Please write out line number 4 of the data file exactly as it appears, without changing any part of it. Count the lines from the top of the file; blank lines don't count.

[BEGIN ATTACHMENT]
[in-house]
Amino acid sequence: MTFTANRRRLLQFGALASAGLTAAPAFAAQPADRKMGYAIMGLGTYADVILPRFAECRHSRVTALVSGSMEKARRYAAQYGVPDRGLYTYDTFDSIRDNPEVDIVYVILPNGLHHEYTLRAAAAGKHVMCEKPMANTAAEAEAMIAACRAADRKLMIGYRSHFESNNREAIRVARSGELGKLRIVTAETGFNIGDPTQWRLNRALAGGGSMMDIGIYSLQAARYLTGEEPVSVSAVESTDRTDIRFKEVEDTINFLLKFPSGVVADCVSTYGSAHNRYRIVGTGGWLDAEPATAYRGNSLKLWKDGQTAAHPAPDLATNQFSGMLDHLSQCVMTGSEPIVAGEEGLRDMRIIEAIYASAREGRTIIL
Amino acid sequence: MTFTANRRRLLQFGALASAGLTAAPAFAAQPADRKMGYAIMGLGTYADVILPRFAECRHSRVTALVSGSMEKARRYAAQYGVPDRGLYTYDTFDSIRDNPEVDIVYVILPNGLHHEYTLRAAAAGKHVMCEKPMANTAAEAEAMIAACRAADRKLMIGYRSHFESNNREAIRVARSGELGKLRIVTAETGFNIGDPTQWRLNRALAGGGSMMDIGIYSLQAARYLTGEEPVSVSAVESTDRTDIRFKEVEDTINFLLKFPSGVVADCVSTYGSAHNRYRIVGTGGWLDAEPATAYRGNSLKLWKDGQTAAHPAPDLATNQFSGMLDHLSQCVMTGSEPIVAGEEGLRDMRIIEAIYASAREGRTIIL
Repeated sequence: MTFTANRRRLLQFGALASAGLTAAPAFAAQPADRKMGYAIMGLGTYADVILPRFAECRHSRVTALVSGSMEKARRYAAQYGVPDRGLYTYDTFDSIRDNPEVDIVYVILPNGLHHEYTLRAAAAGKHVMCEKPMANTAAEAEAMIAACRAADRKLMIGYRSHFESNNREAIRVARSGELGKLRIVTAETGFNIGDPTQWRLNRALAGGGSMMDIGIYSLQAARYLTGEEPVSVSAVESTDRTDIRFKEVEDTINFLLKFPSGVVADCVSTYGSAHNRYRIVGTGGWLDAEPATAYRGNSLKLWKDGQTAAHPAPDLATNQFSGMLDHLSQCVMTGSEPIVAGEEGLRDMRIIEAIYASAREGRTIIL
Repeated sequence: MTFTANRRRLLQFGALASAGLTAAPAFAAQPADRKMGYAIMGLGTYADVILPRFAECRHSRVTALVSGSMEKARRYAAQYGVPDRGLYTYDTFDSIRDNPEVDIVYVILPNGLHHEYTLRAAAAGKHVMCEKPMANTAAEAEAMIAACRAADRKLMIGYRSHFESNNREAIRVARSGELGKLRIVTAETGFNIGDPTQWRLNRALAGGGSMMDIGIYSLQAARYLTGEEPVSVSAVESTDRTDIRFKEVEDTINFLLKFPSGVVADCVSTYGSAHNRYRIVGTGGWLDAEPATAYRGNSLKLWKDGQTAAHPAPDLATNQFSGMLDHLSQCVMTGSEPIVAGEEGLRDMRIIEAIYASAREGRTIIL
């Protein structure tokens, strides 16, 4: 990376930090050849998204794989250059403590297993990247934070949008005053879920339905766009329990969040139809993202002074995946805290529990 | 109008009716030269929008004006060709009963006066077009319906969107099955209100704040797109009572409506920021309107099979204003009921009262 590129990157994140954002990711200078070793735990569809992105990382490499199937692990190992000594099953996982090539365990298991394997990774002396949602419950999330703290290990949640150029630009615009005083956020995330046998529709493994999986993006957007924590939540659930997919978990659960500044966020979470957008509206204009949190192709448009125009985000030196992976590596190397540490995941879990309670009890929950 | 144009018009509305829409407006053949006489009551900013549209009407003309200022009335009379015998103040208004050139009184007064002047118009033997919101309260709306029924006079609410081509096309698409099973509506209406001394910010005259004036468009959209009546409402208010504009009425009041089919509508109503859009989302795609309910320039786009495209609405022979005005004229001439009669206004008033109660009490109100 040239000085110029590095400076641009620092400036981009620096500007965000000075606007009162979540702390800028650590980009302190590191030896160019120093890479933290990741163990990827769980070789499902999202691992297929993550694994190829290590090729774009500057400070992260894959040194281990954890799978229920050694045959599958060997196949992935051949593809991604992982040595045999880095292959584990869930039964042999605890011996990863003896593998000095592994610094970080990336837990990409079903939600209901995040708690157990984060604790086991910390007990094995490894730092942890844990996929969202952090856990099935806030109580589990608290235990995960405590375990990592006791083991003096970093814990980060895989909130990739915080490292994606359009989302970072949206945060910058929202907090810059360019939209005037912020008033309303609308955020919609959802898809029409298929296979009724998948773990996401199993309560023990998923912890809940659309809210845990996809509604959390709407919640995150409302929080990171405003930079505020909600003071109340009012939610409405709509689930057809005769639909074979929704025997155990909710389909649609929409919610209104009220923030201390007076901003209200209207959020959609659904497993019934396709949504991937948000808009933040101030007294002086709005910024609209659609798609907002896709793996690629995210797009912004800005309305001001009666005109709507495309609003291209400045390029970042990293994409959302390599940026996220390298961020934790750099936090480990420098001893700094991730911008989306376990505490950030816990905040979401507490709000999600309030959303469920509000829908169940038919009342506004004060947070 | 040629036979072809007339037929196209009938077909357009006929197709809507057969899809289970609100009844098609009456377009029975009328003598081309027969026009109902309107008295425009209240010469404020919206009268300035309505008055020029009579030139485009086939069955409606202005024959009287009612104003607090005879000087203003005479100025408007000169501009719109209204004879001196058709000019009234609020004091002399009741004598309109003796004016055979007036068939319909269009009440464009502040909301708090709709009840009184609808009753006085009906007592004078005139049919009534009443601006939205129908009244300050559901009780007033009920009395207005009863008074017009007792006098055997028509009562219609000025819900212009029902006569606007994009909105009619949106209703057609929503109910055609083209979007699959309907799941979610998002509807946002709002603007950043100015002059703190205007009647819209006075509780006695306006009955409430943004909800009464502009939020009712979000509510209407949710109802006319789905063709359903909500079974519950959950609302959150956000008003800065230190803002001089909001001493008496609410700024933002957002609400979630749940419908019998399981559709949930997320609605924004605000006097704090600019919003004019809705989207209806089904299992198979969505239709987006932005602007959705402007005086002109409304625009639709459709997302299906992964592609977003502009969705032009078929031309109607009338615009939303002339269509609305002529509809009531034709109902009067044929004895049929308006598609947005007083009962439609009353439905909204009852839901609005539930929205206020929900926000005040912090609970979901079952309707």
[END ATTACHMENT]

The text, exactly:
Repeated sequence: MTFTANRRRLLQFGALASAGLTAAPAFAAQPADRKMGYAIMGLGTYADVILPRFAECRHSRVTALVSGSMEKARRYAAQYGVPDRGLYTYDTFDSIRDNPEVDIVYVILPNGLHHEYTLRAAAAGKHVMCEKPMANTAAEAEAMIAACRAADRKLMIGYRSHFESNNREAIRVARSGELGKLRIVTAETGFNIGDPTQWRLNRALAGGGSMMDIGIYSLQAARYLTGEEPVSVSAVESTDRTDIRFKEVEDTINFLLKFPSGVVADCVSTYGSAHNRYRIVGTGGWLDAEPATAYRGNSLKLWKDGQTAAHPAPDLATNQFSGMLDHLSQCVMTGSEPIVAGEEGLRDMRIIEAIYASAREGRTIIL